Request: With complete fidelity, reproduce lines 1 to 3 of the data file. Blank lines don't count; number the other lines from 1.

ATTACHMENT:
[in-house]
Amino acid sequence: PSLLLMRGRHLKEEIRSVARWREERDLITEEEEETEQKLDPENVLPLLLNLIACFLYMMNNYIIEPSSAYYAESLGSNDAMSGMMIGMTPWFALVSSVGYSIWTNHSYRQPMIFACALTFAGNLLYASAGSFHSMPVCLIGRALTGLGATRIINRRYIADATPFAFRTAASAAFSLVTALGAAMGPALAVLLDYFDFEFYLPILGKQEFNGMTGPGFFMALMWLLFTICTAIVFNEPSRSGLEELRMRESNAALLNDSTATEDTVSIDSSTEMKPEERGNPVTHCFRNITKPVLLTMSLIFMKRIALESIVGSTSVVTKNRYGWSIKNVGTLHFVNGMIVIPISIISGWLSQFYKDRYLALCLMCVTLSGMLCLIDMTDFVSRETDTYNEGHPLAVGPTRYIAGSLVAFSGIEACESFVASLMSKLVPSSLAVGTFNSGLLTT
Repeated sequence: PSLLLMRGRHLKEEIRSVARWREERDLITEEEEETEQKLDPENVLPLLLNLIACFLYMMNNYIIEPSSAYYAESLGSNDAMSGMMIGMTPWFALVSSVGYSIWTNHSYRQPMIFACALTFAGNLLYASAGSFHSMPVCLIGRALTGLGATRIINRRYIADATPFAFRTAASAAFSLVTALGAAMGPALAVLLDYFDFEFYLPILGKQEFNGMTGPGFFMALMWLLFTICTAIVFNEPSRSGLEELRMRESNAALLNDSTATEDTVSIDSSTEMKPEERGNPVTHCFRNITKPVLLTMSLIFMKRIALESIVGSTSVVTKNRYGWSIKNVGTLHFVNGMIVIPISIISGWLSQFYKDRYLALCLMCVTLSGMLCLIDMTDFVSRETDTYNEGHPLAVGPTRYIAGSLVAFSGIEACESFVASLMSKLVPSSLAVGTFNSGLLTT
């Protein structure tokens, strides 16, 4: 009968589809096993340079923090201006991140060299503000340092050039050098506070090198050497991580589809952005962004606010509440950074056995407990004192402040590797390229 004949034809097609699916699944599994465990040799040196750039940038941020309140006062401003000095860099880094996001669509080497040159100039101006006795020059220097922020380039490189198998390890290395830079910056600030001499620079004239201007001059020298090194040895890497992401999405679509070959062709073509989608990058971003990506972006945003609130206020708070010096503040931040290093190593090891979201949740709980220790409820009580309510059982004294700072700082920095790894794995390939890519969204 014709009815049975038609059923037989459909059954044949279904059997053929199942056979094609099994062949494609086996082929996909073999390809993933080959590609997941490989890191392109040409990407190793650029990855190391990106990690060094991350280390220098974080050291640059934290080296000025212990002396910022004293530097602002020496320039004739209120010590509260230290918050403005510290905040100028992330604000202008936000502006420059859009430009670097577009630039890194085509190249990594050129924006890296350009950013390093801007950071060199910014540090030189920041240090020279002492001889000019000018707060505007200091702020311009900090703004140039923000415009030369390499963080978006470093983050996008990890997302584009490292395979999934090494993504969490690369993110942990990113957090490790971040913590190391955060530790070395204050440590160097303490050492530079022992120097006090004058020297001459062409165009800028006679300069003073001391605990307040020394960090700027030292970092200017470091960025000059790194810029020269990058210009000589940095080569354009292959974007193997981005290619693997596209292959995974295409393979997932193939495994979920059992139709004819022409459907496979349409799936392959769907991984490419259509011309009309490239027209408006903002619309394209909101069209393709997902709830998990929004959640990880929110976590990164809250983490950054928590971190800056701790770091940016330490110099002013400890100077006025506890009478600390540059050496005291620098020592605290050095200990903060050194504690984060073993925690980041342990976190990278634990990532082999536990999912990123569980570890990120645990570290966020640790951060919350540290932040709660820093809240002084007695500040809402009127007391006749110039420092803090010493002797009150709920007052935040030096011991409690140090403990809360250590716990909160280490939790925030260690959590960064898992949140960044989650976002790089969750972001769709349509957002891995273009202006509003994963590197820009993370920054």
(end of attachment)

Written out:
[in-house]
Amino acid sequence: PSLLLMRGRHLKEEIRSVARWREERDLITEEEEETEQKLDPENVLPLLLNLIACFLYMMNNYIIEPSSAYYAESLGSNDAMSGMMIGMTPWFALVSSVGYSIWTNHSYRQPMIFACALTFAGNLLYASAGSFHSMPVCLIGRALTGLGATRIINRRYIADATPFAFRTAASAAFSLVTALGAAMGPALAVLLDYFDFEFYLPILGKQEFNGMTGPGFFMALMWLLFTICTAIVFNEPSRSGLEELRMRESNAALLNDSTATEDTVSIDSSTEMKPEERGNPVTHCFRNITKPVLLTMSLIFMKRIALESIVGSTSVVTKNRYGWSIKNVGTLHFVNGMIVIPISIISGWLSQFYKDRYLALCLMCVTLSGMLCLIDMTDFVSRETDTYNEGHPLAVGPTRYIAGSLVAFSGIEACESFVASLMSKLVPSSLAVGTFNSGLLTT
Repeated sequence: PSLLLMRGRHLKEEIRSVARWREERDLITEEEEETEQKLDPENVLPLLLNLIACFLYMMNNYIIEPSSAYYAESLGSNDAMSGMMIGMTPWFALVSSVGYSIWTNHSYRQPMIFACALTFAGNLLYASAGSFHSMPVCLIGRALTGLGATRIINRRYIADATPFAFRTAASAAFSLVTALGAAMGPALAVLLDYFDFEFYLPILGKQEFNGMTGPGFFMALMWLLFTICTAIVFNEPSRSGLEELRMRESNAALLNDSTATEDTVSIDSSTEMKPEERGNPVTHCFRNITKPVLLTMSLIFMKRIALESIVGSTSVVTKNRYGWSIKNVGTLHFVNGMIVIPISIISGWLSQFYKDRYLALCLMCVTLSGMLCLIDMTDFVSRETDTYNEGHPLAVGPTRYIAGSLVAFSGIEACESFVASLMSKLVPSSLAVGTFNSGLLTT